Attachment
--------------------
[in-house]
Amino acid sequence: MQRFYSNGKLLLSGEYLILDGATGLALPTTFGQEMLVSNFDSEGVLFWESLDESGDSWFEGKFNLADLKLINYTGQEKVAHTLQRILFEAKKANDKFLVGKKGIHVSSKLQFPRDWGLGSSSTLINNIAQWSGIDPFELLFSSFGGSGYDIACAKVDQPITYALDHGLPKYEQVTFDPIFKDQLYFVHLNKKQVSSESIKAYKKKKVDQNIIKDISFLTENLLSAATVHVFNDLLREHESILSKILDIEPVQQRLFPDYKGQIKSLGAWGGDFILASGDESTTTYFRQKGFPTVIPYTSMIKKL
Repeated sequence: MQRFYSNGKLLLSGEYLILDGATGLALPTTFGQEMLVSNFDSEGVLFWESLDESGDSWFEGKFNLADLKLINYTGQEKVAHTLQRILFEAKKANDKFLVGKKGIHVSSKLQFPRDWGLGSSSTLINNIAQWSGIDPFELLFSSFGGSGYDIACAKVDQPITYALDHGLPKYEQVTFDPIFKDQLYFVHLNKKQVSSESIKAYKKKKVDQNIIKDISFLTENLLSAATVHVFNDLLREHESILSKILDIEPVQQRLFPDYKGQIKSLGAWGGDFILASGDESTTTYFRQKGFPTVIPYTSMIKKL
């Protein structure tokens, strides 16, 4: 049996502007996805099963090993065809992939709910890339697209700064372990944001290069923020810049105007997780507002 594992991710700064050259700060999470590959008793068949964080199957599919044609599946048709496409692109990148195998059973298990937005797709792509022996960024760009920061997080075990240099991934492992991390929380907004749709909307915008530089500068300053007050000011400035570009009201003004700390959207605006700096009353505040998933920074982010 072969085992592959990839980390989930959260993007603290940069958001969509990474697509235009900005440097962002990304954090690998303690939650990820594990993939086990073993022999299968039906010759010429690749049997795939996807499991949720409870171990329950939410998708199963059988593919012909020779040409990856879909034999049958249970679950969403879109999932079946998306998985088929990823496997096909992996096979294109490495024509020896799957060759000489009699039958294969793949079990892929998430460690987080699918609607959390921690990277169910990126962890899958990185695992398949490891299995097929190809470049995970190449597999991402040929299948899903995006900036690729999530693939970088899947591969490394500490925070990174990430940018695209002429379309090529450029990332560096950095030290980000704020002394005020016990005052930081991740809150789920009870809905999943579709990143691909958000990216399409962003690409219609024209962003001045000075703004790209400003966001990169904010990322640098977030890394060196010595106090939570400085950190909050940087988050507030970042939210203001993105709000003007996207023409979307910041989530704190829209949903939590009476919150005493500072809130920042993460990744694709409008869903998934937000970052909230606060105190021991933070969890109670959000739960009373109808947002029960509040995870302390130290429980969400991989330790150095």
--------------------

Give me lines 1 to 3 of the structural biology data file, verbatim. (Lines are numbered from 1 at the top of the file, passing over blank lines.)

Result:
[in-house]
Amino acid sequence: MQRFYSNGKLLLSGEYLILDGATGLALPTTFGQEMLVSNFDSEGVLFWESLDESGDSWFEGKFNLADLKLINYTGQEKVAHTLQRILFEAKKANDKFLVGKKGIHVSSKLQFPRDWGLGSSSTLINNIAQWSGIDPFELLFSSFGGSGYDIACAKVDQPITYALDHGLPKYEQVTFDPIFKDQLYFVHLNKKQVSSESIKAYKKKKVDQNIIKDISFLTENLLSAATVHVFNDLLREHESILSKILDIEPVQQRLFPDYKGQIKSLGAWGGDFILASGDESTTTYFRQKGFPTVIPYTSMIKKL
Repeated sequence: MQRFYSNGKLLLSGEYLILDGATGLALPTTFGQEMLVSNFDSEGVLFWESLDESGDSWFEGKFNLADLKLINYTGQEKVAHTLQRILFEAKKANDKFLVGKKGIHVSSKLQFPRDWGLGSSSTLINNIAQWSGIDPFELLFSSFGGSGYDIACAKVDQPITYALDHGLPKYEQVTFDPIFKDQLYFVHLNKKQVSSESIKAYKKKKVDQNIIKDISFLTENLLSAATVHVFNDLLREHESILSKILDIEPVQQRLFPDYKGQIKSLGAWGGDFILASGDESTTTYFRQKGFPTVIPYTSMIKKL